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(Reference retrieved automatically from Web of Science through information on FAPESP grant and its corresponding number as mentioned in the publication by the authors.)

Small molecules for great solutions: Can nitric oxide-releasing nanomaterials overcome drug resistance in chemotherapy?

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Pieretti, Joana C. [1, 2] ; Pelegrino, Milena T. [1, 2] ; Nascimento, Monica H. M. [1, 2] ; Tortella, Gonzalo R. [3, 4] ; Rubilar, Olga [3, 4] ; Seabra, Amedea B. [1, 2]
Total Authors: 6
[1] Fed Univ ABC UFABC, Ctr Nat & Human Sci CCNH, BR-09210580 Santo Andre, SP - Brazil
[2] Fed Univ ABC UFABC, Nanomed Res Unit NANOMED, Santo Andre, SP - Brazil
[3] Univ La Frontera, Dept Chem Engn, Temuco - Chile
[4] Univ La Frontera, Biotechnol Res Ctr Appl Environm CIBAMA BIOREN, Temuco - Chile
Total Affiliations: 4
Document type: Review article
Source: Biochemical Pharmacology; v. 176, n. SI JUN 2020.
Web of Science Citations: 0

Nitric oxide (NO) is an endogenous free radical that controls important physiological and pathophysiological processes, including a role in cancer biology. NO can have a direct toxic effect on tumors, or it can sensitize cancer cells and contribute to the reversal of multidrug resistance (MDR). As NO is a gas and free radical, NO donors have been investigated for their anticancer effects. In recent years, the combination of NO donors with nanomaterials has been emerging as a promising strategy to promote spatial-temporal NO release/generation directly at the target site of application (tumor tissue). Smart nanocarriers that are able to release NO under controlled stimuli have been extensively developed. Moreover, important publications have demonstrated the promising applications of NO-releasing nanomaterials in combination with traditional chemotherapies in which NO can sensitize cancer cells. In this direction, this review presents and discusses the recent progress in the design of versatile nanocarriers that are able to release/generate therapeutic amounts of NO and which can be combined with conventional anticancer therapies. These nanocarriers have the ability to release NO on-demand by external stimuli such as pH, wave, or light exposure. In addition, the possible mechanisms of NO in sensitizing tumor tissue and the impact and challenges of nanomaterials in cancer treatment are also presented and discussed. The biological and pharmacological aspects of NO donors in cancer are discussed. Finally, challenges and perspectives in the development of versatile nanoplatforms to efficiently deliver NO in clinical cancer treatment are highlighted. (AU)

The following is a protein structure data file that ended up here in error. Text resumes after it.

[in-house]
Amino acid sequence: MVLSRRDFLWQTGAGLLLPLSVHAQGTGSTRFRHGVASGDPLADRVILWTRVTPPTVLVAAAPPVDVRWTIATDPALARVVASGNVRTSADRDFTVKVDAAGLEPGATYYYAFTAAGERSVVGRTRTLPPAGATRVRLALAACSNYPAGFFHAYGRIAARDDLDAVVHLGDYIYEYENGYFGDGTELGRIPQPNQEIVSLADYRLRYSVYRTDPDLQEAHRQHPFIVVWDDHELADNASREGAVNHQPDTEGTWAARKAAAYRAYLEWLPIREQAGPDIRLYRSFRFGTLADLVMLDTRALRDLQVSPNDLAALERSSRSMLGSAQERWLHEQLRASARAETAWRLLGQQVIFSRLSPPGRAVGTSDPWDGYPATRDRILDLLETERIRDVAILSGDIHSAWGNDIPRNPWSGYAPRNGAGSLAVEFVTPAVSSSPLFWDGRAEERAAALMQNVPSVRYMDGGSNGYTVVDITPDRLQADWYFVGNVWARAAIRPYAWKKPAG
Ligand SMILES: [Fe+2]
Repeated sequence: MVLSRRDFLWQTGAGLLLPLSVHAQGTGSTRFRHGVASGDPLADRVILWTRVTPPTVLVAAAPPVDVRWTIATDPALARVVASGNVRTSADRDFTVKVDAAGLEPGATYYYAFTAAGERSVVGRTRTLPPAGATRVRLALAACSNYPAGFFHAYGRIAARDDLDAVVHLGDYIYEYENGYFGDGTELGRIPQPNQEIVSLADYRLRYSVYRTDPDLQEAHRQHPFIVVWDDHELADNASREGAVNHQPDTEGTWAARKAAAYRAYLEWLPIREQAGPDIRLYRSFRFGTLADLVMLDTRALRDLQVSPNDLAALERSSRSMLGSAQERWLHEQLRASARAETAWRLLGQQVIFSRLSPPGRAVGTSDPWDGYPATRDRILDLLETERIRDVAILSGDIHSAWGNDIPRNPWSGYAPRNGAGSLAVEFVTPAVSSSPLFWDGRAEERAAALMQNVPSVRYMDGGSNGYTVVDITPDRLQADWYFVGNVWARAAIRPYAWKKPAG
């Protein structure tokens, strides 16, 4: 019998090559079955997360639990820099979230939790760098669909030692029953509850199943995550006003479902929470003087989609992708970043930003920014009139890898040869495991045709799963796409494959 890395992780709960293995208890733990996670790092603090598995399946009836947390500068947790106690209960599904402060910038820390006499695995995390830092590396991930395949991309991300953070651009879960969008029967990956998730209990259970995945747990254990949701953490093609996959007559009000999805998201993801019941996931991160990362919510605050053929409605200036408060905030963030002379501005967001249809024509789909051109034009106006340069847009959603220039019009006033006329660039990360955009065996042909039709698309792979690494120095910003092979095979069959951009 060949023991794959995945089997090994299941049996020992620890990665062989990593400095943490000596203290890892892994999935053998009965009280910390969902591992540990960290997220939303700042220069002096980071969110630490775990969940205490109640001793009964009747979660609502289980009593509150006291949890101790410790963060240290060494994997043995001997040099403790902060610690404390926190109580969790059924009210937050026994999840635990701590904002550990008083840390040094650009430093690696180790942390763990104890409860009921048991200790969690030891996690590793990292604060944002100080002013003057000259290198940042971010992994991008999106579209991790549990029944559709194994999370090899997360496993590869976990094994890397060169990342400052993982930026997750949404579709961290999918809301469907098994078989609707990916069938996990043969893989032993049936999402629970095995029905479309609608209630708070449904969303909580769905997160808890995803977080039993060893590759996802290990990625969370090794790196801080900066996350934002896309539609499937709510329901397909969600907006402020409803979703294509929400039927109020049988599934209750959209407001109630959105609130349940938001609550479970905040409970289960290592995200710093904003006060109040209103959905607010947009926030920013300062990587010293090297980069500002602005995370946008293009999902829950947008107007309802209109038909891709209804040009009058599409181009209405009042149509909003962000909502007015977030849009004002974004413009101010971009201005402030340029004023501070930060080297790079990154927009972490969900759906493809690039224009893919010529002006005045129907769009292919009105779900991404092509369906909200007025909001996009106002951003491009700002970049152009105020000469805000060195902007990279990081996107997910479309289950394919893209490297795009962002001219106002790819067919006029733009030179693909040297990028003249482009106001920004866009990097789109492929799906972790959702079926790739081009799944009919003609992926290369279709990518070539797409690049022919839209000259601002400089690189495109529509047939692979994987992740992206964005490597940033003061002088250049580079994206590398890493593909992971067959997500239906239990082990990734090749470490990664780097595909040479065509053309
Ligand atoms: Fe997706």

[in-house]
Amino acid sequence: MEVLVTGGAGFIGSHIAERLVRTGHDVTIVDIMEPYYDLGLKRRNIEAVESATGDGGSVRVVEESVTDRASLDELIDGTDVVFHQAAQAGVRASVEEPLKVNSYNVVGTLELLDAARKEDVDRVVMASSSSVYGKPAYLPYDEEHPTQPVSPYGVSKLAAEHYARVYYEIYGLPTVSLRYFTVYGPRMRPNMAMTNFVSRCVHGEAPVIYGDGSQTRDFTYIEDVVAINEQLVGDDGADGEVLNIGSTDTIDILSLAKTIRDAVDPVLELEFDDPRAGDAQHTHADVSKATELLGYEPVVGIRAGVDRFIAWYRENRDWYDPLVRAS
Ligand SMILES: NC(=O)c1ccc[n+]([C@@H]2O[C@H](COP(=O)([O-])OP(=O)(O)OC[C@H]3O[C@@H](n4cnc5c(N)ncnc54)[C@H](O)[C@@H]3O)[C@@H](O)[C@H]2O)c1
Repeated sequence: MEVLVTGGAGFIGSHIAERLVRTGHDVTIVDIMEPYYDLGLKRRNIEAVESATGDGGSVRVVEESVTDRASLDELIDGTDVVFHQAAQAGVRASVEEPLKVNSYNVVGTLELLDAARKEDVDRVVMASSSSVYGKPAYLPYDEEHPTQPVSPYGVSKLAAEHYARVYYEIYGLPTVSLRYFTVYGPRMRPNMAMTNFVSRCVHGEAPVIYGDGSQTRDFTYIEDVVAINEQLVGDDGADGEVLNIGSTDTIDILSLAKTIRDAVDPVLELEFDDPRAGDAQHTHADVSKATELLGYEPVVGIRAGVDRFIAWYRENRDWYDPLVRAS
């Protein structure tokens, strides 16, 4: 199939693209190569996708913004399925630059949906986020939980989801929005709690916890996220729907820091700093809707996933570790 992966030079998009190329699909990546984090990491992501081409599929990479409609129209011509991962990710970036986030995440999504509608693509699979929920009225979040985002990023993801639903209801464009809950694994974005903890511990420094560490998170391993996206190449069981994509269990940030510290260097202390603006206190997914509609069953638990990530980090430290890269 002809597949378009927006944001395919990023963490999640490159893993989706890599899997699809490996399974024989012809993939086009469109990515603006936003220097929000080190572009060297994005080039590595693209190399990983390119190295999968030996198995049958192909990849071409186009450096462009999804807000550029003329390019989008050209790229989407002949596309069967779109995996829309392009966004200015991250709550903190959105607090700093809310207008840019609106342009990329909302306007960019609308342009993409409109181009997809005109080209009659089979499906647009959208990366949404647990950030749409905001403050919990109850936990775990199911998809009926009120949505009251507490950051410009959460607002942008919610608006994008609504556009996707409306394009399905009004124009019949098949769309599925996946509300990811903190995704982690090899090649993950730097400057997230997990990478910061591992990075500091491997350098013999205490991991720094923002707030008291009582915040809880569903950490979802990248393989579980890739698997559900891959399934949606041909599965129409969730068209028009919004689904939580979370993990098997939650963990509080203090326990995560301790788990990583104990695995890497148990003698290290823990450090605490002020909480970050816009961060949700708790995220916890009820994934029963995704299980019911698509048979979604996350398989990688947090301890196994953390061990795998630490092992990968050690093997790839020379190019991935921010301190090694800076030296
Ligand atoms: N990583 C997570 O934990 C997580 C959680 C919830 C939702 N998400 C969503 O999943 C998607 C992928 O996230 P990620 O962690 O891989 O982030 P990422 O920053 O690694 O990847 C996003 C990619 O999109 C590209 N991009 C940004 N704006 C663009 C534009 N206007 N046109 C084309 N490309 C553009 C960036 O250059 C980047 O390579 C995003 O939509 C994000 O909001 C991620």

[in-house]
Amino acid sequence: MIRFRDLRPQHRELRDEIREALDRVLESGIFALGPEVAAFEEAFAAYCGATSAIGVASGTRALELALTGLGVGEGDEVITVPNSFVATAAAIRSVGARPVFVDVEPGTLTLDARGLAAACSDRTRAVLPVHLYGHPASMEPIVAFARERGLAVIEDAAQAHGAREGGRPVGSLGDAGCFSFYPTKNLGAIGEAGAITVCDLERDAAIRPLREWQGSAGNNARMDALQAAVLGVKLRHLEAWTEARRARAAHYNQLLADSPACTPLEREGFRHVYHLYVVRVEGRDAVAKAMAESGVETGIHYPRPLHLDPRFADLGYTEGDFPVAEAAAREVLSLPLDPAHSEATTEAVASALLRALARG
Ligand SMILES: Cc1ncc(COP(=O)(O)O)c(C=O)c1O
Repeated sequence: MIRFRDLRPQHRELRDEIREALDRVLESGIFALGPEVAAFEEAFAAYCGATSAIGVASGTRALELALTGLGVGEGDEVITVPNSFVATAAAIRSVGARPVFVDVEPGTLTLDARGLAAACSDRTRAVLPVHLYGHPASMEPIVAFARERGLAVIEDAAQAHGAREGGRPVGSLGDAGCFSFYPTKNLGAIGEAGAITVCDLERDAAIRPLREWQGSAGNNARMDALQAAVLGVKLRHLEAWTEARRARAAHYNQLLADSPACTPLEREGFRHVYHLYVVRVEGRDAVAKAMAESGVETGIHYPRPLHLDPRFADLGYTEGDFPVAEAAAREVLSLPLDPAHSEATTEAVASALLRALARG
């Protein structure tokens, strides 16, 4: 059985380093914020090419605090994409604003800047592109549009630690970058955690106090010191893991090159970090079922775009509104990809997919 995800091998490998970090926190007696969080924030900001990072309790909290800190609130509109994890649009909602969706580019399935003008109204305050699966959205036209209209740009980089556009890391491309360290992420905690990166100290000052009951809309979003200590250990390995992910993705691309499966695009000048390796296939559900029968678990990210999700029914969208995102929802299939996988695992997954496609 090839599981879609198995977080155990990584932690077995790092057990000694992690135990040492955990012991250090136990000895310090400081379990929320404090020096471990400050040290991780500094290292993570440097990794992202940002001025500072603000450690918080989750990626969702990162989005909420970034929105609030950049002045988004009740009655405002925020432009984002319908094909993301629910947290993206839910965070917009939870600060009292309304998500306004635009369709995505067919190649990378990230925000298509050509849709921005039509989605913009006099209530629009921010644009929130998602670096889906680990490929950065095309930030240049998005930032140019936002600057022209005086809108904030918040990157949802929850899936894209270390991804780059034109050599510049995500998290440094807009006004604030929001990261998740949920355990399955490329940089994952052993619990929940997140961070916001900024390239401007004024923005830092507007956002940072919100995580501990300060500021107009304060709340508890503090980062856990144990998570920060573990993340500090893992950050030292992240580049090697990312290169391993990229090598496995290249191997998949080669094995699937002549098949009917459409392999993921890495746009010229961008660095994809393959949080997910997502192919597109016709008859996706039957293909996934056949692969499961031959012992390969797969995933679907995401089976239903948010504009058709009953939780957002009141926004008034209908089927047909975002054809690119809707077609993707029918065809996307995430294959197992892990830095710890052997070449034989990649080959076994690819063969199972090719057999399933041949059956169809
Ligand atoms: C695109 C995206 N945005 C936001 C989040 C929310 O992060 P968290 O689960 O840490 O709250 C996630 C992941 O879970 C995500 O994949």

FAPESP's process: 18/08194-2 - Essential oil amended with metal nanoparticles functionalized with nitric oxide as a strategy to control of plant pathogens in the agriculture
Grantee:Amedea Barozzi Seabra
Support type: Regular Research Grants
FAPESP's process: 17/05029-8 - Preparation, characterization and biological evaluation of nitric oxide releasing polymeric biomaterials
Grantee:Milena Trevisan Pelegrino
Support type: Scholarships in Brazil - Doctorate
FAPESP's process: 18/02832-7 - Hybrid magnetic and antibacterial nanoparticles: synthesis, characterization and applications
Grantee:Joana Claudio Pieretti
Support type: Scholarships in Brazil - Master